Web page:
Guardian says backing a Jewish homeland was among its ‘worst errors of judgment’

Comment came in an article to mark paper’s 200th anniversary


The Board of Deputies president, Marie van der Zyl, has described an article in the Guardian listing its support for a Jewish national homeland as among “its worst errors of judgment”, as “breathtakingly ill-considered”.

The newspaper marked its 200th anniversary on May 5 and is running celebratory articles throughout the month.

On Friday morning, its chief leader writer, Randeep Ramesh, wrote a feature entitled “What we got wrong: the Guardian’s worst errors of judgment over 200 years”.

In a survey of editorials in the paper in the last two centuries, Mr Ramesh picked out the support for Zionism by the legendary Guardian editor, CP Scott, a friend of Israel’s first president, Chaim Weizman.

He wrote: “When Arthur Balfour, then Britain’s foreign secretary, promised 104 years ago to help establish a national home for the Jewish people in Palestine, his words changed the world. The Guardian of 1917 supported, celebrated and could even be said to have helped facilitate the Balfour Declaration.

“Scott was a supporter of Zionism and this blinded him to Palestinian rights. In 1917 he wrote a leader on the day the Balfour declaration was announced, in which he dismissed any other claim to the Holy Land, saying: ‘The existing Arab population of Palestine is small and at a low stage of civilisation.’ Whatever else can be said, Israel today is not the country the Guardian foresaw or would have wanted”.

The editorial by Scott, famous for his aphorism that “Comment is free. Facts are sacred”, is reproduced alongside Mr Ramesh’s assessment.

Ms van der Zyl said: “That the Guardian lists its support for a Jewish national homeland in 1917 among its ‘worst errors of judgment’ in its 200-year history is breathtakingly ill-considered.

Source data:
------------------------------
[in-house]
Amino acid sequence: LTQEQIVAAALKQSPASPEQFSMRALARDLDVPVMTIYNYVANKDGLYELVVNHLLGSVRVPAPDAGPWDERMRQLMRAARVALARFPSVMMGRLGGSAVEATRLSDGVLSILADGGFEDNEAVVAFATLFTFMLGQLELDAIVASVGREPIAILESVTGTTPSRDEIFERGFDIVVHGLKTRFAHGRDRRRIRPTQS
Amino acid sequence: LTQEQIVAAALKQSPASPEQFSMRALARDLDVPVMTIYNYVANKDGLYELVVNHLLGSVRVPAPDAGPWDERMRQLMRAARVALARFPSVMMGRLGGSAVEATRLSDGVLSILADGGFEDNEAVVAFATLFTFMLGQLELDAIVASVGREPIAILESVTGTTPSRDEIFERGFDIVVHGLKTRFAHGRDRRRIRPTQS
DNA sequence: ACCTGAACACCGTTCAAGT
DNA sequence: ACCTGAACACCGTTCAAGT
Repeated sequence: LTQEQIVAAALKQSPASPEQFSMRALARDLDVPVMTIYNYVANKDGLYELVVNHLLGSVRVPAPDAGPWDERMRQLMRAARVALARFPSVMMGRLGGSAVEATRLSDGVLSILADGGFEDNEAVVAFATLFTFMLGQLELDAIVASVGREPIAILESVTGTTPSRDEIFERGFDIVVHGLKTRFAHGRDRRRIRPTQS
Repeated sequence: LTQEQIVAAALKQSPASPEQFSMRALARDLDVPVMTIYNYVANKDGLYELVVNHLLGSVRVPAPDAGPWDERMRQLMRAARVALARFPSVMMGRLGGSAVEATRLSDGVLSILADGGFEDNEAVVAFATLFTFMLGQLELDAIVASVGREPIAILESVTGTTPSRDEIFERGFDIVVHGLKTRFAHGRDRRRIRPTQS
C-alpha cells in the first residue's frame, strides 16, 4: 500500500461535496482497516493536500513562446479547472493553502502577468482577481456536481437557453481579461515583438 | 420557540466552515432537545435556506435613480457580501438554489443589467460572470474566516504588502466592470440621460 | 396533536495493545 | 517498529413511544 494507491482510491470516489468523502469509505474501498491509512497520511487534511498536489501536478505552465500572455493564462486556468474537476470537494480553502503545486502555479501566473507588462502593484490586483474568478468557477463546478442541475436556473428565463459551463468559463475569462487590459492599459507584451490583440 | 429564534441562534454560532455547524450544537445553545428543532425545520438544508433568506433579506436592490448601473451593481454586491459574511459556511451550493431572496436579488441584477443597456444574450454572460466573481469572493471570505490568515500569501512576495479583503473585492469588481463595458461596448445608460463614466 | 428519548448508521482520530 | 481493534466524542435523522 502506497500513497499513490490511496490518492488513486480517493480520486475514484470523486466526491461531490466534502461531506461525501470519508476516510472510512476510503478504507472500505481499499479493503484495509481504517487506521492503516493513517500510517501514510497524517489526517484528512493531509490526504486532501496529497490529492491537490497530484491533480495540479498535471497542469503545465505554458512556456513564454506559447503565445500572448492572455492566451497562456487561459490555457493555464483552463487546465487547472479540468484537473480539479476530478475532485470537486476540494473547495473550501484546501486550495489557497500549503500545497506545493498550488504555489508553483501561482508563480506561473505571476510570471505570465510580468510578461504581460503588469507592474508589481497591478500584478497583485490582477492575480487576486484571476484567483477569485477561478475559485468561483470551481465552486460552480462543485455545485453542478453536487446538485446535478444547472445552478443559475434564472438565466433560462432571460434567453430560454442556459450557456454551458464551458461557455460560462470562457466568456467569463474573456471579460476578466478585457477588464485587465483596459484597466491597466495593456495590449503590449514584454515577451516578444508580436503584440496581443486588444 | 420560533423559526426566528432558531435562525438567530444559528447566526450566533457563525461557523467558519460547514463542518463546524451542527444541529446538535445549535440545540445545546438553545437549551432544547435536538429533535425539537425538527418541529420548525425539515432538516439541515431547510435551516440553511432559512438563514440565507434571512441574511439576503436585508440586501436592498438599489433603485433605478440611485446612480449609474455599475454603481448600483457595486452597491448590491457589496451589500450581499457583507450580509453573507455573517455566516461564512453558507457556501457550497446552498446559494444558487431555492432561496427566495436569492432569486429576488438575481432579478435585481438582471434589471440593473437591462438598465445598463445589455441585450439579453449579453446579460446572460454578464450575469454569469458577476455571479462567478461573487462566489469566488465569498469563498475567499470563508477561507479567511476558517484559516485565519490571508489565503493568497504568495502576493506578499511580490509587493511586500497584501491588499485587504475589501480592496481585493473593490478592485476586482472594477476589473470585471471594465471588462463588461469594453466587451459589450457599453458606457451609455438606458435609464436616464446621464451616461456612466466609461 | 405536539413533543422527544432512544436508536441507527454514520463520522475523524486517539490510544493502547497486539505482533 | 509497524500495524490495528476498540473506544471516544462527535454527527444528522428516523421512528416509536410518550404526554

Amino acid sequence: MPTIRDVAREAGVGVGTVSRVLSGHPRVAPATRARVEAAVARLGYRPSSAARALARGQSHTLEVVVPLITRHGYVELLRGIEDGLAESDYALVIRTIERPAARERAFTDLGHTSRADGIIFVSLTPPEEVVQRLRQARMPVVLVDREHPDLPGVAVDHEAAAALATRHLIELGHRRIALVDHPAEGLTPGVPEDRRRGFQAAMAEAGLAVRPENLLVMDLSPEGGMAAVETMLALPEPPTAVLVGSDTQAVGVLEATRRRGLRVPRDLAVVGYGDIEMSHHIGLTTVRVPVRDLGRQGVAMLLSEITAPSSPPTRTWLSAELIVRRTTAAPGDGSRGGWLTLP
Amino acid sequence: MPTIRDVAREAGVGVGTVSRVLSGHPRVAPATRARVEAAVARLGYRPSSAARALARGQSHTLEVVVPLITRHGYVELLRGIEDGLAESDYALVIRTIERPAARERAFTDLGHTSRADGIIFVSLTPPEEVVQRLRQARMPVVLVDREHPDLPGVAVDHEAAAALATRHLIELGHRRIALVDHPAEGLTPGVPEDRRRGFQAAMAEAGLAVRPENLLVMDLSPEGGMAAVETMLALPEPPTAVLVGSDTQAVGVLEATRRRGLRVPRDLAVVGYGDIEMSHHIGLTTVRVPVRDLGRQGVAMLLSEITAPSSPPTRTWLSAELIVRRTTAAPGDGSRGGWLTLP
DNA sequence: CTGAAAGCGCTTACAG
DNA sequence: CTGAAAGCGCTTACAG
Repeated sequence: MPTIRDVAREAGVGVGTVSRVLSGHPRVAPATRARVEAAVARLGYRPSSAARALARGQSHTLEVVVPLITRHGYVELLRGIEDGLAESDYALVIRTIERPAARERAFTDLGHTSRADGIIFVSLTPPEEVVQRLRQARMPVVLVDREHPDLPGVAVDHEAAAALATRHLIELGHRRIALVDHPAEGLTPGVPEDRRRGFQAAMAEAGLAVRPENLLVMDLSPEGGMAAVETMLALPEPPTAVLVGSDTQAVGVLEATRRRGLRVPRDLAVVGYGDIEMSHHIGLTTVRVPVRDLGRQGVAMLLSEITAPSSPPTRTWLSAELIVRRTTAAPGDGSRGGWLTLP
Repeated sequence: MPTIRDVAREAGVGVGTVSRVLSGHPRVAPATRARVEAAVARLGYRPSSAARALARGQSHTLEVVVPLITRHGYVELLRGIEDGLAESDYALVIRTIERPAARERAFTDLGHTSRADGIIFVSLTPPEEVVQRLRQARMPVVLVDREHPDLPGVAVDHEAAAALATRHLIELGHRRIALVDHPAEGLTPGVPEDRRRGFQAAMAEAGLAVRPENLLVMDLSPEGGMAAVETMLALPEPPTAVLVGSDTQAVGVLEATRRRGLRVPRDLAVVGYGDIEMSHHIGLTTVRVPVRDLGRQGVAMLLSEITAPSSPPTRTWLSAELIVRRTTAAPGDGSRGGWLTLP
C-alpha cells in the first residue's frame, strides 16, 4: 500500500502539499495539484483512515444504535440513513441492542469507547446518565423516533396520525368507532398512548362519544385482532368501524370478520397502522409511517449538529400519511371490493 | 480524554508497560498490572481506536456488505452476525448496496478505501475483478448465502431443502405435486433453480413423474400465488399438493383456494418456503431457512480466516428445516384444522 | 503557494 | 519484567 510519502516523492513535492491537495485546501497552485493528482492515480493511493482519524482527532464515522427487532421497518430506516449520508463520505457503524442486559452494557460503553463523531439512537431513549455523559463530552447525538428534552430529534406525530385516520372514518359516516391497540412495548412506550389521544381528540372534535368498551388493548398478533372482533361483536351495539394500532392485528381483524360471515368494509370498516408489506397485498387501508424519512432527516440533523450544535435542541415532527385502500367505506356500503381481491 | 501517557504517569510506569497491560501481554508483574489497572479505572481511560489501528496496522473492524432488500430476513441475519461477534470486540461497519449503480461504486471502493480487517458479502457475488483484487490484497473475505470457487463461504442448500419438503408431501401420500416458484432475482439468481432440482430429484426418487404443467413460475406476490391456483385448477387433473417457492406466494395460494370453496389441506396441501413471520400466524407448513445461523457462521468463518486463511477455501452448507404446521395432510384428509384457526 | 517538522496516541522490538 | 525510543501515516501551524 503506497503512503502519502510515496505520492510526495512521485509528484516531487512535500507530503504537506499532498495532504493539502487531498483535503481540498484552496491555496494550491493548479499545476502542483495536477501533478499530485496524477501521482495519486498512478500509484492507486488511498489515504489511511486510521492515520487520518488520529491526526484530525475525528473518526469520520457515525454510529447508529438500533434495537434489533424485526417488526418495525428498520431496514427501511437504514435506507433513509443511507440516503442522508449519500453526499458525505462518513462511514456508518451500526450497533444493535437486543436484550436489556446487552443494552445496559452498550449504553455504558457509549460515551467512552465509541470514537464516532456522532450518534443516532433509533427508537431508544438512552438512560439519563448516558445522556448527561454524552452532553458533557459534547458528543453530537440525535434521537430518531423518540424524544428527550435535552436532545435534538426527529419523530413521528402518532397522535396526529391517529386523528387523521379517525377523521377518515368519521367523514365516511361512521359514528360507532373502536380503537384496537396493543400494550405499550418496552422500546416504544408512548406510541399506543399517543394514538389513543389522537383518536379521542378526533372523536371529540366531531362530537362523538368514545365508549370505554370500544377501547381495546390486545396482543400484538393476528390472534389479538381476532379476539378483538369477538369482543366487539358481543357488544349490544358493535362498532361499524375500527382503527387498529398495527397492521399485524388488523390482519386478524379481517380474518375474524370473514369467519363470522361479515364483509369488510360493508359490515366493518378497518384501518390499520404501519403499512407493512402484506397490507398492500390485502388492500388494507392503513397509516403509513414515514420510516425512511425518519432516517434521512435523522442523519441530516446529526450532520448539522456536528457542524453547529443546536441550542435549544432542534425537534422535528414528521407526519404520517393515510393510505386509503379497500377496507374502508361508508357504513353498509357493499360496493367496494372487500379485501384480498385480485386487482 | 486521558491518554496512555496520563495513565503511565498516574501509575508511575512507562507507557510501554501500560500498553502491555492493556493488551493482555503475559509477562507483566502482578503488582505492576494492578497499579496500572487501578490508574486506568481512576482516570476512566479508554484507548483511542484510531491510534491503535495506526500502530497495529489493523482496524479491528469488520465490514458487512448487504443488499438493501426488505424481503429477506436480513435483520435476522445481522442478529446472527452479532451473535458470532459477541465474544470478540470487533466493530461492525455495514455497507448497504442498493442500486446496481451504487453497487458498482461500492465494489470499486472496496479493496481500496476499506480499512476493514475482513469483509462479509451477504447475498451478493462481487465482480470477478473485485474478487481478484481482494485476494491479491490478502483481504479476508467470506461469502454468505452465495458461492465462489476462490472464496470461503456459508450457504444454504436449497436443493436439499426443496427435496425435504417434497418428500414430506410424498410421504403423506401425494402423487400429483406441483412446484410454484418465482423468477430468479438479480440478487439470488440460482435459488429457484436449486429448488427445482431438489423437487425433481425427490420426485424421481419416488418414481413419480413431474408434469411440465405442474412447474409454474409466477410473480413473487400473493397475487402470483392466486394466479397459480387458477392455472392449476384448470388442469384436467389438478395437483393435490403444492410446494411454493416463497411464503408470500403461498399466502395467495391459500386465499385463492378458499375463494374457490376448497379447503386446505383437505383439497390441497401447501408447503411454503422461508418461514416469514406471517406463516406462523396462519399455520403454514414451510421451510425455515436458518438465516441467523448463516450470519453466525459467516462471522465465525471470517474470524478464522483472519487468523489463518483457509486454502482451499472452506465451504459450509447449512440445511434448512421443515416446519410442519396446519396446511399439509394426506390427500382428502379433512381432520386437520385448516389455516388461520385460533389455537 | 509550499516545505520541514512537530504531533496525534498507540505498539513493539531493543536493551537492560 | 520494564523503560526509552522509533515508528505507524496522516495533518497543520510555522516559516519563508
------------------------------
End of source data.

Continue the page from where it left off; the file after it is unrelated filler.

“In its eagerness to disassociate itself in any way from its early support for Zionism, the Guardian chooses not to focus on the simple fact that had such a national homeland existed even a decade earlier than 1948, many millions of Jews — our close relatives — murdered in the Holocaust might still be alive. Alongside a safe and secure Jewish state, the Board of Deputies supports the creation of a Palestinian state, something the Balfour Declaration does not negate. The Guardian would be best advised to advocate for this as well, rather than its current position, which seems to be to do everything it can to undermine the legitimacy of the world’s only Jewish state.”

There was also criticism on social media. One Twitter user wrote: “The lack of historical understanding is huge. It talks of the failure to take into account ‘Palestinian rights’. When the Balfour Declaration was made (and until 1948), it was the Jews who were called ‘Palestinians’. The Balfour Declaration was all about ‘Palestinian rights’”.

Another, quoting the line “Whatever else can be said, Israel today is not the country the Guardian foresaw or would have wanted”, commented: “The sheer privileged colonial arrogance of that statement by a group of lefties who think they have the right to determine what’s right for the Jews”.


Blogger David Collier noted: “The Guardian thinks supporting the Balfour Declaration was a mistake. If the British hadn’t backtracked during the Mandate, 100,000s of more Jews could have been saved. Clearly the Guardian is upset [that] Balfour and Zionism saved any Jews at all”.


The Guardian has been contacted for a response.

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